HL Deb 07 April 1964 vol 257 cc20-1

3.24 p.m.

Order of the Day for the Second Reading read.


My Lords, Section 381 of the Burgh Police (Scotland) Act, 1892, contains an astonishing miscellany of offences which can be committed in a burgh in Scotland. There are 53 in all, and each makes the person committing it liable to a penalty not exceeding 40s. I recommend to your Lordships to read some of the things which were in those days considered an offence in a burgh in Scotland, but the particular one with which the House is concerned this afternoon comes in paragraph (36). This makes it an offence for any person to throw or lay … any dirt, litter, or ashes or nightsoil, or any carrion, fish, offal, or rubbish, on any street, back area, court, except for the purpose of immediate removal, or on any place, or strand and sea beach, down to low-water mark, or into the channel or on the banks of any river or into any harbour within the burgh, or causes or allows any such matter, solid or liquid, to fall or run on any street, or lays down salt on any street, or footpath in time of snow". It goes on: … it shall not be deemed an offence to lay sand or other materials in any street in time of frost to prevent accidents, or litter or other suitable materials to prevent the freezing of water in pipes, or in case of sickness to prevent noise, if the person laying any such things causes them to be removed as soon as the occasion for them ceases. It is the bit about salt with which this Bill is concerned. It is an astonishing thing, but whereas in the landward areas in Scotland there is no reason at all why anybody, be it a highway authority or private person, should not put down salt on the road in order to prevent snow or ice from lying there, in a burgh it is illegal to do so.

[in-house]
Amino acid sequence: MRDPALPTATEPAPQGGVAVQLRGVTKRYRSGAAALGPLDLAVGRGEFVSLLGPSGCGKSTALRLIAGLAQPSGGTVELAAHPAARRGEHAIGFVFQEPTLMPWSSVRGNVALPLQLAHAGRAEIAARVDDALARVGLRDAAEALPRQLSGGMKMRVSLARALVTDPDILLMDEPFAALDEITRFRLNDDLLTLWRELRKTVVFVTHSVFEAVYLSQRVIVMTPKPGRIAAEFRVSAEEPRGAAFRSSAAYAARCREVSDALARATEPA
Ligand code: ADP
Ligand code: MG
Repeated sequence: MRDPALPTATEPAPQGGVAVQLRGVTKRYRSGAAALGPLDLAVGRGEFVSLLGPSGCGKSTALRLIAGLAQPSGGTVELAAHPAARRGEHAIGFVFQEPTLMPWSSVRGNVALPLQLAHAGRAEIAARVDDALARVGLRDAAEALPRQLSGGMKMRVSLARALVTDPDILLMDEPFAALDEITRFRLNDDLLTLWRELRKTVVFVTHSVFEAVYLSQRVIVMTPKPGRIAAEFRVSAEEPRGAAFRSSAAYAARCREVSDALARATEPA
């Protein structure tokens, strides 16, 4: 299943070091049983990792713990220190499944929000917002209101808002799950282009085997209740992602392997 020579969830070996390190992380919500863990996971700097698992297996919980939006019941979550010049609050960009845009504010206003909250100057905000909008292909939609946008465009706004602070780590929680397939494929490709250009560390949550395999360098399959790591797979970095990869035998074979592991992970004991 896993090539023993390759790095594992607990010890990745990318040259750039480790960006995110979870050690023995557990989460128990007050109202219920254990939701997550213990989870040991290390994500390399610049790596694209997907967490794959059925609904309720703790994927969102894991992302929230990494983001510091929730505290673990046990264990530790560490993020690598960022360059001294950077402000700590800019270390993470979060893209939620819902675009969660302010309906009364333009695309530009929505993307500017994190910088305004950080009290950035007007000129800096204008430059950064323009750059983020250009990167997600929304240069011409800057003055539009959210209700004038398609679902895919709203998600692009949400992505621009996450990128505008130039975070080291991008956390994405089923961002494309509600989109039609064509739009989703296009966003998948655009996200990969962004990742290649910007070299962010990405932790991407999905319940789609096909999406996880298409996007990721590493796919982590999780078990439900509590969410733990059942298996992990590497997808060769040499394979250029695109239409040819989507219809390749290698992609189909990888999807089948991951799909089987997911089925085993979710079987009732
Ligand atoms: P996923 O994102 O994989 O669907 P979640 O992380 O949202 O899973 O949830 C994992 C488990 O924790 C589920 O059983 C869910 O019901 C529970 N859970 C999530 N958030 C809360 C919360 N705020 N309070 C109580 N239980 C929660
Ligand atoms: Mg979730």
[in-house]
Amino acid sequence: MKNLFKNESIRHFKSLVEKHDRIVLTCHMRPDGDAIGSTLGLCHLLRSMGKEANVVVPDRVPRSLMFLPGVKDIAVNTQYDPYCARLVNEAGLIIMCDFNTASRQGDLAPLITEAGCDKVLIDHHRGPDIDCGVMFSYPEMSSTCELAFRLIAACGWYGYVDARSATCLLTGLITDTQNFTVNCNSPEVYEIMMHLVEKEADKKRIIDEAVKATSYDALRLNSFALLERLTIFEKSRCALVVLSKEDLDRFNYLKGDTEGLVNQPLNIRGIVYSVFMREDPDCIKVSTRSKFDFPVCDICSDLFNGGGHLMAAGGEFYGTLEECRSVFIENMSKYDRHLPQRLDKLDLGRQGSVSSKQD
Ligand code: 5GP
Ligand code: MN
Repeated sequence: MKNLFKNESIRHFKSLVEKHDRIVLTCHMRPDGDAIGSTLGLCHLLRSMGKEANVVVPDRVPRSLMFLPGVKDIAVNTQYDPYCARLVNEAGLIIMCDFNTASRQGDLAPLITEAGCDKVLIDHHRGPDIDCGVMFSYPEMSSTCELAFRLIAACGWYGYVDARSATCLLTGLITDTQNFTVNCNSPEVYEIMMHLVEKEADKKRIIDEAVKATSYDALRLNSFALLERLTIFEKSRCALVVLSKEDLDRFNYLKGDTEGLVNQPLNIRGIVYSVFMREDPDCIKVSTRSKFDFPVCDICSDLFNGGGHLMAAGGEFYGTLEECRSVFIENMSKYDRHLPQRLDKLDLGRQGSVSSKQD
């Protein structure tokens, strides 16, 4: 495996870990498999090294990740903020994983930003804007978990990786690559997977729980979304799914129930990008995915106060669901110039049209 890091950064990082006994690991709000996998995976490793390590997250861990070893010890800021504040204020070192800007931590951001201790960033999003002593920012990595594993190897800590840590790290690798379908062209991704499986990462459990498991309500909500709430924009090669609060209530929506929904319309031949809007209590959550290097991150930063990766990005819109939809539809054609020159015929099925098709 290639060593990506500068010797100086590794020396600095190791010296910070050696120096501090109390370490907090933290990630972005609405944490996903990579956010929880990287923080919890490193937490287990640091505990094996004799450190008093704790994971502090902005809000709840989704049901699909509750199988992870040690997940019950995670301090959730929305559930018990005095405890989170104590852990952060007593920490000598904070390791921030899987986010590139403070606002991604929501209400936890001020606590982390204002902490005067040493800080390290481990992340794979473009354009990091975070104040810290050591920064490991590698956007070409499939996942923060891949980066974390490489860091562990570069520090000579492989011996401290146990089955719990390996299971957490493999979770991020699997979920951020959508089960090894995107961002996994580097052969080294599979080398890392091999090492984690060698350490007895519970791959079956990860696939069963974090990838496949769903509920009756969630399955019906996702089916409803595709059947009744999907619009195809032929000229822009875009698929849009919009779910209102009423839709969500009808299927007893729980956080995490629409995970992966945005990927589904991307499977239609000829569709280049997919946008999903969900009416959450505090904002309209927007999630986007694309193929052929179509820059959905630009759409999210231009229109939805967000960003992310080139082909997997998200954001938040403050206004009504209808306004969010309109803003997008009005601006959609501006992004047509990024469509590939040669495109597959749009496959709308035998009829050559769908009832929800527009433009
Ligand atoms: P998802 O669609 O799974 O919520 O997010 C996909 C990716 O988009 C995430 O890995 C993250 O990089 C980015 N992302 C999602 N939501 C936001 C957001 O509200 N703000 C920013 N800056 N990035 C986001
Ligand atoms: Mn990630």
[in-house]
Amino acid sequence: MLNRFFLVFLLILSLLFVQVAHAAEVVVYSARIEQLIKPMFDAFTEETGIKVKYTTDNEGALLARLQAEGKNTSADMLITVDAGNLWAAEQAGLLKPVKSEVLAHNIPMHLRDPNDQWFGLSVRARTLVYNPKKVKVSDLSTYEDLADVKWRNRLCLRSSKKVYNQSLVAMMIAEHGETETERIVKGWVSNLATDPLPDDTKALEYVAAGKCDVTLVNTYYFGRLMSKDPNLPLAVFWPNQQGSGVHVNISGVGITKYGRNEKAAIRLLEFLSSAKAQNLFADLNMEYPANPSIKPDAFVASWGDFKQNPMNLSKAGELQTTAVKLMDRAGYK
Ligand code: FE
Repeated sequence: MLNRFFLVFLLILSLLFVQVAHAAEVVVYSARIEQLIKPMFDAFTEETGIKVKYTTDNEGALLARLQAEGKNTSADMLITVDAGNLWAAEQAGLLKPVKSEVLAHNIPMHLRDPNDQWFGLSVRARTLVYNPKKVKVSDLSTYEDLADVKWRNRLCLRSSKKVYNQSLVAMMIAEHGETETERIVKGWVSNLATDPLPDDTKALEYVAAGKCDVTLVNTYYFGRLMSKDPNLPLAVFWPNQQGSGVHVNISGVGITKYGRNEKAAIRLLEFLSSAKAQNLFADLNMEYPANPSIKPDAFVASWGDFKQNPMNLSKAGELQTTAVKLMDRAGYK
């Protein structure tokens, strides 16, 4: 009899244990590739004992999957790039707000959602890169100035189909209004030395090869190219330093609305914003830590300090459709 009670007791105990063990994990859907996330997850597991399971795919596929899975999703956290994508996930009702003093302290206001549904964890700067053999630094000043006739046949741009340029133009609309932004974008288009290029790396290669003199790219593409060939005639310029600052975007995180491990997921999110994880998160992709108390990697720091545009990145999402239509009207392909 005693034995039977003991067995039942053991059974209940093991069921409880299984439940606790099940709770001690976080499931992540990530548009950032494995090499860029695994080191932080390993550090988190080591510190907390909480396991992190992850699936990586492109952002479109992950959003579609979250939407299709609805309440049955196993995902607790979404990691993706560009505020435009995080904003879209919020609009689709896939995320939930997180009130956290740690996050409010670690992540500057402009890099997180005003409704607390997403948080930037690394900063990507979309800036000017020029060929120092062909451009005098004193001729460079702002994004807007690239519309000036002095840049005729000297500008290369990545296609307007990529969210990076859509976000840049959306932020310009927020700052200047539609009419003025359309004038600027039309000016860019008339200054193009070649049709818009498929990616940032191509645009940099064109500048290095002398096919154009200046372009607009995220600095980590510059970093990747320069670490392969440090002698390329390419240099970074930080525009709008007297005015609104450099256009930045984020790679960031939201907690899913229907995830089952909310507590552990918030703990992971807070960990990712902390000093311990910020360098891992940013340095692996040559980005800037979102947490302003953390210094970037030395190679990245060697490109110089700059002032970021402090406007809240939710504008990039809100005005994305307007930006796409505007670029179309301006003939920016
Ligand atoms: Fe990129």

In the winter before this one almost all the burghs in Scotland were forced to use the modern methods of preventing snow and ice from forming on the streets by putting down the usual mixture of salt and sand. Whether this is any good for underneath one's motor car is another matter, but at least it has a great deal of use in the prevention of accidents. Various of the local authorities themselves and the Convention of Royal Burghs have asked that this curious anomaly in the law should be put right; although, as a matter of fact, there has never been any prosecution on record under the provisions of the 1892 Act, which I have quoted. This Bill was piloted through another place by my honourable friend, the Member for Roxburgh, Selkirk and Peebles. I feel that it is entirely uncontroversial and entirely up to date. I beg to move.

Moved, That the Bill be now read 2a.—(Viscount Colville of Culross.)

On Question, Bill read 2a, and committed to a Committee of the Whole House.